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The Honey Launderers: Uncovering the Largest Food Fraud in U.S. History

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Put me in mind of this 2010 Bloomberg article (formerly stashed in the corner of my mind but now here in PW):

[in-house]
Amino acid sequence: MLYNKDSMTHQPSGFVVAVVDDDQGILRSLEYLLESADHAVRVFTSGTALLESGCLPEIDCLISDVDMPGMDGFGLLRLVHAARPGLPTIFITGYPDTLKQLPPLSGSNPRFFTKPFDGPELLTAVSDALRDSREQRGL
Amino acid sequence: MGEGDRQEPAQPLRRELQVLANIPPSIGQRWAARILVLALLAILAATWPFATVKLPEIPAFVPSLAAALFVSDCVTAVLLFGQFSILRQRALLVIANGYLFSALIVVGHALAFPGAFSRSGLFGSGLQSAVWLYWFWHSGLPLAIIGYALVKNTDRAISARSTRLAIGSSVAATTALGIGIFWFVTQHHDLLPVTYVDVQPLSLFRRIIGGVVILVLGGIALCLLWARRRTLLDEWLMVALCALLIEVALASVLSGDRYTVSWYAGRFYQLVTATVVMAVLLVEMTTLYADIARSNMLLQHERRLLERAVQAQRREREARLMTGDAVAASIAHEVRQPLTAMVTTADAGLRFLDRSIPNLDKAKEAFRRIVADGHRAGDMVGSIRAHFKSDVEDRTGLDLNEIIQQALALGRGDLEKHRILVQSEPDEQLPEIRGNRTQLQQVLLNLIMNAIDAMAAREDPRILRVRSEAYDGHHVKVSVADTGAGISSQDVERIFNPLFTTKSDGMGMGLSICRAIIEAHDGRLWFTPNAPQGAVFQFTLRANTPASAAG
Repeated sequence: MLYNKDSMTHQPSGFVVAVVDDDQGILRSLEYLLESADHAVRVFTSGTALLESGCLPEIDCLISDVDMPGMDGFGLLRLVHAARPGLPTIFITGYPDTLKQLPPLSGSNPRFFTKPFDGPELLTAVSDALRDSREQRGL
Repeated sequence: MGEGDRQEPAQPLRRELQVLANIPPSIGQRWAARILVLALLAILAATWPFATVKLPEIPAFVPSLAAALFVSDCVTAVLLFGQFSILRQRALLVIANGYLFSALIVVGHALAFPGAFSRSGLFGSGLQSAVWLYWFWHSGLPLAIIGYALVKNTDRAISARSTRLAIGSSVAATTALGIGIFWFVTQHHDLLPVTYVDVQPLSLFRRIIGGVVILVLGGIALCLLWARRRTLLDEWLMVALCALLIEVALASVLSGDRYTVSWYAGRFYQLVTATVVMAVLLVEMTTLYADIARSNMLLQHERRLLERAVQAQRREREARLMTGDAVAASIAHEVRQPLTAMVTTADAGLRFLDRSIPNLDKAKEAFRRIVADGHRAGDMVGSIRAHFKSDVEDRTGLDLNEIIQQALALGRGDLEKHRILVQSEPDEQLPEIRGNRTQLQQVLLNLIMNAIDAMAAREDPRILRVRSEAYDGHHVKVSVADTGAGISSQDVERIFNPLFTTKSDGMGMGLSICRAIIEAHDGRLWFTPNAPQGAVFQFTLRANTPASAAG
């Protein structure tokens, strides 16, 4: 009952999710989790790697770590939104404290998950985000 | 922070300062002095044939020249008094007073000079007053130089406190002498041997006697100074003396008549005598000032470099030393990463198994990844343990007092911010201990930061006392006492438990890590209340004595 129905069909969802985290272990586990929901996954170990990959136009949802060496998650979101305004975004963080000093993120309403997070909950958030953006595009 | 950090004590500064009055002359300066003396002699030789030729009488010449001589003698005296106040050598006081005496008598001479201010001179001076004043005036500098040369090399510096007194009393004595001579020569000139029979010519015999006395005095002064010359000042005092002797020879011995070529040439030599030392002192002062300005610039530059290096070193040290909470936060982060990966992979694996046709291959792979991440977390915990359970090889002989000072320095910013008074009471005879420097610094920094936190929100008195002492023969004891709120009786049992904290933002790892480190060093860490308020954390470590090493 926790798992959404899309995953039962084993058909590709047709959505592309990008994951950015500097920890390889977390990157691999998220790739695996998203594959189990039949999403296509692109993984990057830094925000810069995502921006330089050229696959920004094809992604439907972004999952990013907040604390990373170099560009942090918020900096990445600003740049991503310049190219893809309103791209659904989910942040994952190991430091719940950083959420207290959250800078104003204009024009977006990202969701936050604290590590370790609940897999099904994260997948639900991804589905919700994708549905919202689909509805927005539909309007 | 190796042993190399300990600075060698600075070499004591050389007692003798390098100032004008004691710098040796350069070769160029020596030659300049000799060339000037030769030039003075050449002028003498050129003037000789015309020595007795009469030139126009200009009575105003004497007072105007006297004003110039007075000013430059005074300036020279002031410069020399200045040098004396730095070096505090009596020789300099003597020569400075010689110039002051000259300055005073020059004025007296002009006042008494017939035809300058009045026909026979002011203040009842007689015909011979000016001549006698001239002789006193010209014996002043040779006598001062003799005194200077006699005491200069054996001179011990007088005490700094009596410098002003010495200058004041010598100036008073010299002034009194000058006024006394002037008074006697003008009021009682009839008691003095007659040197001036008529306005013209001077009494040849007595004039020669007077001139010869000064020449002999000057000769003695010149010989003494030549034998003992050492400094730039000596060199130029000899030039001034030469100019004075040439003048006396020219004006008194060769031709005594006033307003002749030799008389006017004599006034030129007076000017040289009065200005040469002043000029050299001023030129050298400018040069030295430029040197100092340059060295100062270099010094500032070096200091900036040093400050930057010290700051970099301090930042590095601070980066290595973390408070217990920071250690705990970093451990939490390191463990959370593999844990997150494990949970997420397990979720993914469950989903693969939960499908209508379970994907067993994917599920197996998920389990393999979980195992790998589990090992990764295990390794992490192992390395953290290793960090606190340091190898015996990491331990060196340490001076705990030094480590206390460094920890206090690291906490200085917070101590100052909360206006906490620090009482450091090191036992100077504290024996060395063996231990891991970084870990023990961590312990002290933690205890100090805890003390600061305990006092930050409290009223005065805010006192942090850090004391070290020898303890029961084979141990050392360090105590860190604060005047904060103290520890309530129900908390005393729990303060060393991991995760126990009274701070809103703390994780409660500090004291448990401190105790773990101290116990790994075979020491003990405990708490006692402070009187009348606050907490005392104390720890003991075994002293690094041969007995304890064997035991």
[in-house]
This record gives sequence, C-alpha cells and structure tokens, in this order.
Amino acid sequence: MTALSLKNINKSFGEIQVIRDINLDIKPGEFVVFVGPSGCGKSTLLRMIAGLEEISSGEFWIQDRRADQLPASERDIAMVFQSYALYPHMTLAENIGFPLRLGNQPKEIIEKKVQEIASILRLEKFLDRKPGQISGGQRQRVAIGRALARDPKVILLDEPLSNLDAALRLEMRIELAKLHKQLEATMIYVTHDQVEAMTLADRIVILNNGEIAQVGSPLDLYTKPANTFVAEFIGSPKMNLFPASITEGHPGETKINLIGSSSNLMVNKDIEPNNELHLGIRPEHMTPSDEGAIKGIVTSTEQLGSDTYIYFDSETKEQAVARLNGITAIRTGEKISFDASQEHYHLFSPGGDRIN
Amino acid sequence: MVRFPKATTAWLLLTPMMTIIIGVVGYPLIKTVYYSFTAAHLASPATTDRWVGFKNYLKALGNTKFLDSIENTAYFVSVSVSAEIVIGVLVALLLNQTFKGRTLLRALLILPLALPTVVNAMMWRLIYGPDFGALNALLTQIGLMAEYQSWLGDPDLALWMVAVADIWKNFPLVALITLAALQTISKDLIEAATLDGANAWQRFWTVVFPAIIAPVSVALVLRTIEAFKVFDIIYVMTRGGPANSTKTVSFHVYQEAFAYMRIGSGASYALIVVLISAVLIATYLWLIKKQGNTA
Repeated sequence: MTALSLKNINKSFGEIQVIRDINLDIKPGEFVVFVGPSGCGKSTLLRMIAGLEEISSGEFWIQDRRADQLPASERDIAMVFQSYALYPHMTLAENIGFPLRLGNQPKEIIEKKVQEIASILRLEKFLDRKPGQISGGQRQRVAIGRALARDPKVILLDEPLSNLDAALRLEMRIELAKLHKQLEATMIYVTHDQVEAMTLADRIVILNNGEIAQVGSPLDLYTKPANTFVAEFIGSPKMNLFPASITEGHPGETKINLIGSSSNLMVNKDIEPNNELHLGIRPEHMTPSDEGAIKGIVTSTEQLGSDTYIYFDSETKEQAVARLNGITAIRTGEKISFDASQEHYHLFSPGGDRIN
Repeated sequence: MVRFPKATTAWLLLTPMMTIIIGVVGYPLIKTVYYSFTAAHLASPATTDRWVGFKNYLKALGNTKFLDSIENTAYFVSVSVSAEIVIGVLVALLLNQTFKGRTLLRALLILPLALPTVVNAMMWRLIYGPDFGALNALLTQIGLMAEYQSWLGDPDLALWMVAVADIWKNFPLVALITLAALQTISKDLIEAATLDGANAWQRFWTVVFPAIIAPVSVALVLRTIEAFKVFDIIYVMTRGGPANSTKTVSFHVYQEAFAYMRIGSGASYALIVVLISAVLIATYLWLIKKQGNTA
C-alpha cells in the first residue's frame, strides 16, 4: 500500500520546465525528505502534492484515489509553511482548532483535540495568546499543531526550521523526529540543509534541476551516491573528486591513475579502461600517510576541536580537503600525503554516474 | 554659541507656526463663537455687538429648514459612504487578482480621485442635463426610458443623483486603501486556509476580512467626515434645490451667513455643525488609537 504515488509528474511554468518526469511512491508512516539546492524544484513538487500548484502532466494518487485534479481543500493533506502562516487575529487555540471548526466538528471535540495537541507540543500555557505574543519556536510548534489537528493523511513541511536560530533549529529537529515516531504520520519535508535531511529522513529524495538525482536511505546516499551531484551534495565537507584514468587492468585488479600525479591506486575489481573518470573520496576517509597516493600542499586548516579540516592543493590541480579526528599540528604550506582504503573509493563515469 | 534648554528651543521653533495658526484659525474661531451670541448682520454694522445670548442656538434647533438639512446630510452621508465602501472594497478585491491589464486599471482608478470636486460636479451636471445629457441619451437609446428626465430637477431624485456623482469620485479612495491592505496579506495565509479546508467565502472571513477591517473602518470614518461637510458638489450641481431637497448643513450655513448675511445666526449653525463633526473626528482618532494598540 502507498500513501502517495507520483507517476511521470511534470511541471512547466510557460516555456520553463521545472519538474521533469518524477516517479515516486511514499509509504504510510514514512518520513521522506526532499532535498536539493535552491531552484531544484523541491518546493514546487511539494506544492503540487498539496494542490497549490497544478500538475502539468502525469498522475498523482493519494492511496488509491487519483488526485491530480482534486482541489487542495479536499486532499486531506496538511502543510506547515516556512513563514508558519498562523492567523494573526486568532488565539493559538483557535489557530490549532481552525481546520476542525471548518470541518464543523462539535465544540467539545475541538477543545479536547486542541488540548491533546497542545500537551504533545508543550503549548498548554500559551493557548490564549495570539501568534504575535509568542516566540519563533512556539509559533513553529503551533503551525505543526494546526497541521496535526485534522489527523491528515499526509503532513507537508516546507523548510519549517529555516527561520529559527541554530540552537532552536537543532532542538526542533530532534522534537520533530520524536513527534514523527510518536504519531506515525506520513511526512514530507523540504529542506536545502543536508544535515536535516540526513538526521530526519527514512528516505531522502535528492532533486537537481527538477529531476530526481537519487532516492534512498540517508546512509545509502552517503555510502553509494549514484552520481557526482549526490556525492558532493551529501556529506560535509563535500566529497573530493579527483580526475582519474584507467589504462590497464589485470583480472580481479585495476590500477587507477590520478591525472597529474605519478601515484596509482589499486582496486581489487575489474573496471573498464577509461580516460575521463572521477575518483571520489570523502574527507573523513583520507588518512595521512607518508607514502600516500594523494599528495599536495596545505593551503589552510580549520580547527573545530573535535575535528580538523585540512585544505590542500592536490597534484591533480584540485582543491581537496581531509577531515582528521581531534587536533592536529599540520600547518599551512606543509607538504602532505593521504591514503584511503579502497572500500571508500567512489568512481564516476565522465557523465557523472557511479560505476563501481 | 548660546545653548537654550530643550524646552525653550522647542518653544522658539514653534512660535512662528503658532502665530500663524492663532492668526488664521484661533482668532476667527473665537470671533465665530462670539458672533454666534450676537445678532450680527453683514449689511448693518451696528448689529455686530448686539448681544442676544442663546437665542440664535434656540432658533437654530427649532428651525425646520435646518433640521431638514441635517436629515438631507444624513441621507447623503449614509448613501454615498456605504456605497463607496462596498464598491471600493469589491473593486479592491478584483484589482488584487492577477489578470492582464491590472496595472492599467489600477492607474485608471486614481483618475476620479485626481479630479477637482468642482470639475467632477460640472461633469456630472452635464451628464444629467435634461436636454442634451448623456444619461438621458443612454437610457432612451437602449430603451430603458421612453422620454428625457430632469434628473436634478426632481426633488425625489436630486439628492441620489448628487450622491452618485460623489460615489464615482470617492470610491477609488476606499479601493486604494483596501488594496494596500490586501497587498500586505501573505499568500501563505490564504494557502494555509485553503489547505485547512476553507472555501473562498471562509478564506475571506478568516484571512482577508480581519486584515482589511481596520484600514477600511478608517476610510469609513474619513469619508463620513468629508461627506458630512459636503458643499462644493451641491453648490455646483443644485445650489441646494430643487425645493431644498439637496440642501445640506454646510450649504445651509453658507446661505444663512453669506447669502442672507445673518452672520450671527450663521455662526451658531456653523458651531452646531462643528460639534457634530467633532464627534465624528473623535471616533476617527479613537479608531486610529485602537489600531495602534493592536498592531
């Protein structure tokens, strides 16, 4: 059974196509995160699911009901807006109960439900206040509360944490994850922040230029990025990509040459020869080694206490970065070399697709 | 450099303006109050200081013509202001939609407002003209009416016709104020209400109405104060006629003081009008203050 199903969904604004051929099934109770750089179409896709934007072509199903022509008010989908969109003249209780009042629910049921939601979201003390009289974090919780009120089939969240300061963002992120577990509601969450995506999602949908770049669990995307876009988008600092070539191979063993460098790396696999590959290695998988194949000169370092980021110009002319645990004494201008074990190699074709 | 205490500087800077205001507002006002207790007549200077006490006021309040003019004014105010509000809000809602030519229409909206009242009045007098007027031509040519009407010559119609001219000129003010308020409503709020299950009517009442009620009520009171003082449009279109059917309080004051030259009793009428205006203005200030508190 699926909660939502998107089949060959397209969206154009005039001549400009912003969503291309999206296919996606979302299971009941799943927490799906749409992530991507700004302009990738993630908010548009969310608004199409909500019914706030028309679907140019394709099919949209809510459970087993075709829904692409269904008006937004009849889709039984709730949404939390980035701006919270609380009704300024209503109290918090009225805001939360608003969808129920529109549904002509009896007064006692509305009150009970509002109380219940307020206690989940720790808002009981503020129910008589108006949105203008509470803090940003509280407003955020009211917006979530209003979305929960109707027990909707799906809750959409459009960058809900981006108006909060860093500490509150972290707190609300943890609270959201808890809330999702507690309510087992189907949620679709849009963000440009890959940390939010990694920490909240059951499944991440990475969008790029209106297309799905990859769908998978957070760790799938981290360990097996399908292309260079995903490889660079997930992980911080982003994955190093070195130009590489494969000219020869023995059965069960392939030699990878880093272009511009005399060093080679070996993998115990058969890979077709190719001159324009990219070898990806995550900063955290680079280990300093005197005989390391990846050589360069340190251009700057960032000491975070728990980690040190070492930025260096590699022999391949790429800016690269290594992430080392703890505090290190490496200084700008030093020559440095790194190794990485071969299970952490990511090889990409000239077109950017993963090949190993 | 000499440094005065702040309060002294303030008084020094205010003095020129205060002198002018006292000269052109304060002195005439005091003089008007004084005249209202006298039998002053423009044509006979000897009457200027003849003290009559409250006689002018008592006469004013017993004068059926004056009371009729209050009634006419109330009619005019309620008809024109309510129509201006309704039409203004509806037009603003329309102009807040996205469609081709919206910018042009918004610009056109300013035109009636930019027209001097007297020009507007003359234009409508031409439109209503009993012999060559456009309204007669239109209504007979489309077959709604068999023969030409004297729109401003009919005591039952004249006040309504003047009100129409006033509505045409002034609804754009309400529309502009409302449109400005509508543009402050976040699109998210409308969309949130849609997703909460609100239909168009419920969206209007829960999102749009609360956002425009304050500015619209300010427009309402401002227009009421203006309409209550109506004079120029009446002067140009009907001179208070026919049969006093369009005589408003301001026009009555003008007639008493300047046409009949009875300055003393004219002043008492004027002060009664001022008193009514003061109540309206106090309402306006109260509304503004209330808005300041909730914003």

Forest Laboratories' Globe-Trotting ProfitsWith a swipe of his debit card in a Phoenix pharmacy, Tyler Hurst bought a $99 bottle of Lexapro and kicked off a 9,400-mile odyssey of international corporate tax avoidance. Each stop along the way—an industrial park in Dublin, a skyscraper in Amsterdam, a palm-shaded law office in Bermuda—helps the medicine's maker, Forest Laboratories (FRX), cut its income tax bill. Although all of Forest's Lexapro sales are in the U.S., the company moves profits generated by the world's third-best-selling antidepressant from subsidiary to subsidiary overseas, exploiting tax advantages in multiple countries. The technique, known as transfer pricing, reduced Forest's net U.S. tax bill by more than a third in 2009, according to the company's annual report.

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